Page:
portland independent media center  
images audio video
newswire article reporting portland metro

corporate dominance | forest defense

Forest Watch looks at ways to reach goals

Having lost its case at the state's last court of
appeal, a foothill environmental group is planning to
turn to the court of public opinion to block clear-cut
logging in area forests.
The Union Democrat
Sonora California
Forest Watch looks at ways to reach goals

Published: March 17, 2005

By SUNNY LOCKWOOD

Having lost its case at the state's last court of
appeal, a foothill environmental group is planning to
turn to the court of public opinion to block clear-cut
logging in area forests.

Ebbetts Pass Forest Watch representatives say they
hope to organize community groups, lobby county
officials and support state legislation as avenues for
blocking future clear cuts.

"If litigation doesn't work, there are other
strategies," Forest Watch President Bruce Castle said.

In 2002, the grassroots environmental group sued
California Department of Forestry over its approval of
Sierra Pacific Industries' clear-cutting logging plans
for SPI-owned land in El Dorado, Calaveras and
Tuolumne counties, saying the CDF was not considering
the cumulative effect of all the timber harvest plans
it was, one by one, approving.

And in each county's superior court, the environmental
group lost.

It then combined El Dorado and Calaveras' appeals, but
lost again in California's Third Appellate Court last
August. Undaunted, Forest Watch filed a petition for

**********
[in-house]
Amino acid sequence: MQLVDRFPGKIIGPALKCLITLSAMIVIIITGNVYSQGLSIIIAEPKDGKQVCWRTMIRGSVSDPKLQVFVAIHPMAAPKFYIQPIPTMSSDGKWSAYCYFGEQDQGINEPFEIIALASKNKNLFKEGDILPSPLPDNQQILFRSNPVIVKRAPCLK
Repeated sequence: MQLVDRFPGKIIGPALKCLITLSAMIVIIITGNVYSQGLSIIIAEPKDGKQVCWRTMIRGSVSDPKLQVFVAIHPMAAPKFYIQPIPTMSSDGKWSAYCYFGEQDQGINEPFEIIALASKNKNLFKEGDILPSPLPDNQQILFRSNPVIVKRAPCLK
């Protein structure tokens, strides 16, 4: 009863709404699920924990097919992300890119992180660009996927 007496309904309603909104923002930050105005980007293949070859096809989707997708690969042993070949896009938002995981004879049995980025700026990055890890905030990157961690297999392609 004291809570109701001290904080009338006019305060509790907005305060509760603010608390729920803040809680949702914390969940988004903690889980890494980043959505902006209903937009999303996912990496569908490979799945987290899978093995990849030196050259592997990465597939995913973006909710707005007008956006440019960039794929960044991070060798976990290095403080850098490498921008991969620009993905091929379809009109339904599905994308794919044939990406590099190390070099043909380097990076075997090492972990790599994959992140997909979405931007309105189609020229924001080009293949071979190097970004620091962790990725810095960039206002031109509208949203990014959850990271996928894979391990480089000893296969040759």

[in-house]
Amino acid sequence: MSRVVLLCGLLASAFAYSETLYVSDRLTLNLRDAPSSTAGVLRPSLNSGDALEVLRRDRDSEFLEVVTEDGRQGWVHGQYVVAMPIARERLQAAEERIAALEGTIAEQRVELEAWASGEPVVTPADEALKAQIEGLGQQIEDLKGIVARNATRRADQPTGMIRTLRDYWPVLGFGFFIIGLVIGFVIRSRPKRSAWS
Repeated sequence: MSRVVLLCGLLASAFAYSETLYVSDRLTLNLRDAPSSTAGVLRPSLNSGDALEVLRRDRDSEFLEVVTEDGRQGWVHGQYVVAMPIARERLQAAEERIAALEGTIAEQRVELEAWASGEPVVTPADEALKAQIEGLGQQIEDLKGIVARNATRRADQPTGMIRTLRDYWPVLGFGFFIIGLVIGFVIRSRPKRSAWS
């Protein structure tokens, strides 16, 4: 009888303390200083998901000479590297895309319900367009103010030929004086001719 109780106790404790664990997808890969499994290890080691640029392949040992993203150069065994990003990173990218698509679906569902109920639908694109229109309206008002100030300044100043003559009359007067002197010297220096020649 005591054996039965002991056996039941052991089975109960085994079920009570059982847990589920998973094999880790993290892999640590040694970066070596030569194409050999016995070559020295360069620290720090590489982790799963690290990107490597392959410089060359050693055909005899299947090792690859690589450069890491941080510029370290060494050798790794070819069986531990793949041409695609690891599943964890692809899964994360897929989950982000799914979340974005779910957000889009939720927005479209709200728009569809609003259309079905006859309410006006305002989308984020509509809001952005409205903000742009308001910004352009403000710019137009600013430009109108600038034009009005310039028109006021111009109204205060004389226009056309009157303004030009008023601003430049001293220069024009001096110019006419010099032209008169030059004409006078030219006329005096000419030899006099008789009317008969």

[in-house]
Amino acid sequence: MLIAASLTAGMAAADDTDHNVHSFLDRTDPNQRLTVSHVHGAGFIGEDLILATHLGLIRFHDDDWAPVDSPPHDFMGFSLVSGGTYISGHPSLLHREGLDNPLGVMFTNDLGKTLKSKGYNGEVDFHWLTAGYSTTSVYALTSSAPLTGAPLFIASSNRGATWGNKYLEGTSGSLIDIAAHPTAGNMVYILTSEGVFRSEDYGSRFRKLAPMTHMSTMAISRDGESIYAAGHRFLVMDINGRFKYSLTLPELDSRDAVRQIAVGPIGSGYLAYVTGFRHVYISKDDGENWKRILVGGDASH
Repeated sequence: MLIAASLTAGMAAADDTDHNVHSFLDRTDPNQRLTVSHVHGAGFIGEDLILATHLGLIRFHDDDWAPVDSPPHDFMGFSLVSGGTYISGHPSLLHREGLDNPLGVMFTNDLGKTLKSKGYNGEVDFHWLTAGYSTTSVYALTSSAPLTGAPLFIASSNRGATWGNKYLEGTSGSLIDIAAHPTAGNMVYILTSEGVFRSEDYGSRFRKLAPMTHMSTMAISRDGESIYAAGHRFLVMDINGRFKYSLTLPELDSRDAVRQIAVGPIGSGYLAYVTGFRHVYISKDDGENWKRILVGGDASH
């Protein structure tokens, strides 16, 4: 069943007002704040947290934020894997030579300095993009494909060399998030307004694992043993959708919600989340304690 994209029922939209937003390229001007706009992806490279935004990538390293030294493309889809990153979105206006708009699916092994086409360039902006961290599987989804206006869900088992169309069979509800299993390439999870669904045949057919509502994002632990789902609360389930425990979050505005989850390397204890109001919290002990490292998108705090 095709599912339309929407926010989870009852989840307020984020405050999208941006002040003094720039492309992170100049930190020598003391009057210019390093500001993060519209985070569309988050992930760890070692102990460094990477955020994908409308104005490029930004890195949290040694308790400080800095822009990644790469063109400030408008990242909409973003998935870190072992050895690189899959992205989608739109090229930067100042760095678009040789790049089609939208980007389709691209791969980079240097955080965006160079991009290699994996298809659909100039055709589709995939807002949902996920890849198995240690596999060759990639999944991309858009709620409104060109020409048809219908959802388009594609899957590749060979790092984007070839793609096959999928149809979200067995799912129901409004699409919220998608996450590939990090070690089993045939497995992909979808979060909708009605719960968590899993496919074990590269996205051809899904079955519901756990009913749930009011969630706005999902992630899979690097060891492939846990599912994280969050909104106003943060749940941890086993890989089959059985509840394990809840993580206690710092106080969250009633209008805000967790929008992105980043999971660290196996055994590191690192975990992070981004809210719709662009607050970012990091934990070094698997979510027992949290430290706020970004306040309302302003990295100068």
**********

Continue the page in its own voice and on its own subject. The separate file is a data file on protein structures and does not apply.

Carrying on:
review with the California State Supreme Court which
last month denied the petition.

The Tuolumne case is still on appeal.

While it will argue the Tuolumne case, the group says
it has regrouped and is deciding its next move in
Calaveras and El Dorado counties.

"We're exploring ways to empower the citizens," Castle
said.

Two Forest Watch members, Murphys residents Addie
Jacobson and Penny Sarvis, recently attended a
workshop on organizing community activism.

"We believe we have a right to say what direction we
want our county and state to go in and corporations
should not completely dominate the rest of us,"
Jacobson said, adding that she's not exactly sure how
Forest Watch will engage the larger community.

Sarvis said as Forest Watch moves forward, the group
will find out what issues concern residents throughout
the Sierra Nevada, and explore ways to resist economic
activity that the citizens don't want happening in
their communities.

"The concerns may be clear-cutting or big box stores,"
she said.

Sarvis said the 400-member organization may also seek
to have the counties formulate their own, stricter
logging regulations.

Tom Nelson, director of forest policy for SPI, a major
logging outfit, said his firm feels the courts have
vindicated the company and the process CDF uses to
analyze timber harvest plans.

"If nothing else, I would think the public would feel
glad that we have a system and a recourse to challenge
things. It's a wonderful thing to use the system to
get your grievances aired," he said.

"We feel that happened and the judges at every level
deemed that the protections that are in place are more
than adequate."

Contact Sunny Lockwood at  slockwood@uniondemocrat.com.

 http://www.uniondemocrat.com/news/story.cfm?story_no=16831